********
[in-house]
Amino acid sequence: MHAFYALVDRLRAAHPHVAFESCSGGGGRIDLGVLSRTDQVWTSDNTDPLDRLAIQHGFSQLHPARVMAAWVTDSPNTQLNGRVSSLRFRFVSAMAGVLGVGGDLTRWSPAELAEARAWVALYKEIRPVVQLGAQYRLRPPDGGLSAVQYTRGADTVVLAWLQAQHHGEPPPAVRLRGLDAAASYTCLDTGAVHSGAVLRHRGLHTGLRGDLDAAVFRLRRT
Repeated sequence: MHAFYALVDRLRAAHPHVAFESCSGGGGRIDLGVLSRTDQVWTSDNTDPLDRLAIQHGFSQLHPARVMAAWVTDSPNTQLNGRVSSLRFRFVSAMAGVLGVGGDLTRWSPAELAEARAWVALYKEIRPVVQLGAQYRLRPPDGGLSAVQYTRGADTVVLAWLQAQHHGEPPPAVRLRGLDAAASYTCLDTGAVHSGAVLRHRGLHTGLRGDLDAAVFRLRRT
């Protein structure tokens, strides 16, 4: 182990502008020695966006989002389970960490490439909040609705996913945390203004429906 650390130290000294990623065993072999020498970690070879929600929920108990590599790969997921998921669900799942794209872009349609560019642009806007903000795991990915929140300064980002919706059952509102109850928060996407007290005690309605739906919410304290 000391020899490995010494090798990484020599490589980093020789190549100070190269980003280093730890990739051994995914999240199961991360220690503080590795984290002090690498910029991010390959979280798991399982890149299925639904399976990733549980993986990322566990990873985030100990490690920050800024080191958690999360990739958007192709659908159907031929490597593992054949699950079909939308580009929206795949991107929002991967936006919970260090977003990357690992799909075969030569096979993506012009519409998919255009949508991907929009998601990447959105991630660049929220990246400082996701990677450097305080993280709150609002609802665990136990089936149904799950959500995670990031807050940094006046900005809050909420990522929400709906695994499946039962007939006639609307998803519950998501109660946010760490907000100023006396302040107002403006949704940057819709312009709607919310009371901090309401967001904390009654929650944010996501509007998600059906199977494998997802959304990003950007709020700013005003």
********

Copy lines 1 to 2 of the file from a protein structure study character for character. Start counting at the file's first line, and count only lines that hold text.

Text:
[in-house]
Amino acid sequence: MHAFYALVDRLRAAHPHVAFESCSGGGGRIDLGVLSRTDQVWTSDNTDPLDRLAIQHGFSQLHPARVMAAWVTDSPNTQLNGRVSSLRFRFVSAMAGVLGVGGDLTRWSPAELAEARAWVALYKEIRPVVQLGAQYRLRPPDGGLSAVQYTRGADTVVLAWLQAQHHGEPPPAVRLRGLDAAASYTCLDTGAVHSGAVLRHRGLHTGLRGDLDAAVFRLRRT